On hebel “vanity” (Ecclesiastes)
“Vanity of vanities,” saith the Preacher, “vanity of vanities; all is vanity.” (Ecclesiastes 1:2 KJV)
The Book of Ecclesiastes is celebrated for its opening words: “’Vanity of vanities,’ saith the Preacher, ‘vanity of vanities; all is vanity’” (1:2 KJV). The NIV reads: “’Meaningless! Meaningless!’ says the teacher. ‘Utterly meaningless! Everything is meaningless’” (1:2 NIV). A strong opening. What is the word we are attempting to translate?
The word is hebel, which appears in related languages of the Ancient Near East. Its literal meaning is ‘breath’, ‘wind’, ‘vapour’, but it is used only twice in the Bible with this meaning, describing the worthlessness of idols. Its meaning in Ecclesiastes is much debated.
As well as vanity and meaningless, it is translated amampunge in both Xhosa Bibles, tevergeefs in the Old Afrikaans, tot niks kom in the New Afrikaans Bible, sinloos in the Nuwe Lewende Vertaling. The Septuagint has mataiótēs, the Vulgate has vanitas, Spanish has vanidad; Polish has marność, French has absurde, inutile, dérisoire; Luther says eitel, Today’s English Version has useless. The New English Bible says emptiness; and so on.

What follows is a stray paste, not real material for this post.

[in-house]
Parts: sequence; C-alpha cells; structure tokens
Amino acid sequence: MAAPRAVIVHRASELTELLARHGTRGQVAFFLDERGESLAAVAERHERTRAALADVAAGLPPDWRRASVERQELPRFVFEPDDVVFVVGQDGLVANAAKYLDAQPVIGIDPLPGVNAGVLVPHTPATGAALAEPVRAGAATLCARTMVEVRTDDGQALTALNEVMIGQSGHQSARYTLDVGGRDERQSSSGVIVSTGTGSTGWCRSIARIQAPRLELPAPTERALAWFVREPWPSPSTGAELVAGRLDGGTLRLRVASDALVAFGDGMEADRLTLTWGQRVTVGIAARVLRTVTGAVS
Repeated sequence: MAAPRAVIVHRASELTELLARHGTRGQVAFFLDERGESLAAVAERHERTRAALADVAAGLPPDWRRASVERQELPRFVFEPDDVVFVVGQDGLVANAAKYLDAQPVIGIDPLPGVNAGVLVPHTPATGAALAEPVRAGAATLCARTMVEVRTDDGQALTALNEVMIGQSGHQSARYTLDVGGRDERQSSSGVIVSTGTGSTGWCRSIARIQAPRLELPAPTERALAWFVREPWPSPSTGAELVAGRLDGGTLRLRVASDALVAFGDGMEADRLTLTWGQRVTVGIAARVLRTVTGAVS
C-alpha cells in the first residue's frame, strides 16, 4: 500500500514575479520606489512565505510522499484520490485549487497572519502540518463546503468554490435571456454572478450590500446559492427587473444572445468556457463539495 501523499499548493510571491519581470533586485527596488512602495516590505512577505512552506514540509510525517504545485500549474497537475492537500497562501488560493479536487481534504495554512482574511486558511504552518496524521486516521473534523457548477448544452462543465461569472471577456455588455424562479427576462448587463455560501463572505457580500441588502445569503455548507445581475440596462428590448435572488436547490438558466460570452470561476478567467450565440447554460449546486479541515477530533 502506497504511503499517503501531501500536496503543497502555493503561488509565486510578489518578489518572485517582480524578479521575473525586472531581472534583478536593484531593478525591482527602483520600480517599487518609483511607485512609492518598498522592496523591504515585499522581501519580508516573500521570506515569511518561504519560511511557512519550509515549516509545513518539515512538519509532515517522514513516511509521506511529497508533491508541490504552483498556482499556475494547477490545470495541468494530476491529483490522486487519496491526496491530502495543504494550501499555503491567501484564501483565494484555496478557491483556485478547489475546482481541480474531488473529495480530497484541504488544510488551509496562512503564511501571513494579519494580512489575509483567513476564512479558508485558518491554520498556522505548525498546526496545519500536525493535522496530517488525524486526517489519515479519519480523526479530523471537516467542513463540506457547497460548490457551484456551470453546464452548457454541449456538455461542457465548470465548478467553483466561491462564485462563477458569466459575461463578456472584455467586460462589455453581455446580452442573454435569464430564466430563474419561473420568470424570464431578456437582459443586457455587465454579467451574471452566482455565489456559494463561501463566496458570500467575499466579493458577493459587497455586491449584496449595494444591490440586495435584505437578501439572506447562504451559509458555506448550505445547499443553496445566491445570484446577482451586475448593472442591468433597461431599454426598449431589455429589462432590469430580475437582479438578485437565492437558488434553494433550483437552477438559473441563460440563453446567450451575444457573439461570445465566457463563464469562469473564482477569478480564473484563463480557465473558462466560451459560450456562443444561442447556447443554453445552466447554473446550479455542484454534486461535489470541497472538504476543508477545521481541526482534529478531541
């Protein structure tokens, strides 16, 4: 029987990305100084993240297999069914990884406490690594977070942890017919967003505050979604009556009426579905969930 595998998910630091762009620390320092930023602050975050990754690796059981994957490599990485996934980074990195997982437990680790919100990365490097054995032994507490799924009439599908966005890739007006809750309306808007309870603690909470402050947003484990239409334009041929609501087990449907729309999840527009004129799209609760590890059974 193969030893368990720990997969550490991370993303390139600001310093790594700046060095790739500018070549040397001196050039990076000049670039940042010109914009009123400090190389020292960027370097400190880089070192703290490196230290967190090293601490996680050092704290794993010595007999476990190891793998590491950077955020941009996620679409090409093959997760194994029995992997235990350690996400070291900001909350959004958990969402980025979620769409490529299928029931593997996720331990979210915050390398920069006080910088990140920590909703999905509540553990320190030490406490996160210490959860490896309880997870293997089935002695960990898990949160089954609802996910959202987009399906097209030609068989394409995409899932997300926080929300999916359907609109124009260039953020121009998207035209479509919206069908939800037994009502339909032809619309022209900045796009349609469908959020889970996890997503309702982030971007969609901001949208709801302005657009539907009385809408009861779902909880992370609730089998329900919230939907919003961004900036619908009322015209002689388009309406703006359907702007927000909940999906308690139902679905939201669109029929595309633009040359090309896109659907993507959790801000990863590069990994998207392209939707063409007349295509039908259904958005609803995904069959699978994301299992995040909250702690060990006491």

Hebel describes our experience of reality. Reality evades the mind’s grasp. Like a breath of air, you can feel it, but you cannot see it, it has no weight, and is gone before you can analyse it. Many different situations of life are described in outline and summed up as a hebel. King Solomon cannot penetrate to the depth of reality, for in his view it has no depth; it is not concrete, it does not last.
The teaching is found in the New Testament in Hebrews 11:3: “What is seen was not made out of what was visible”. The idea that reality is experienced as emptiness is relatively new to physics, but it is taught in the Bible, written long before Christ.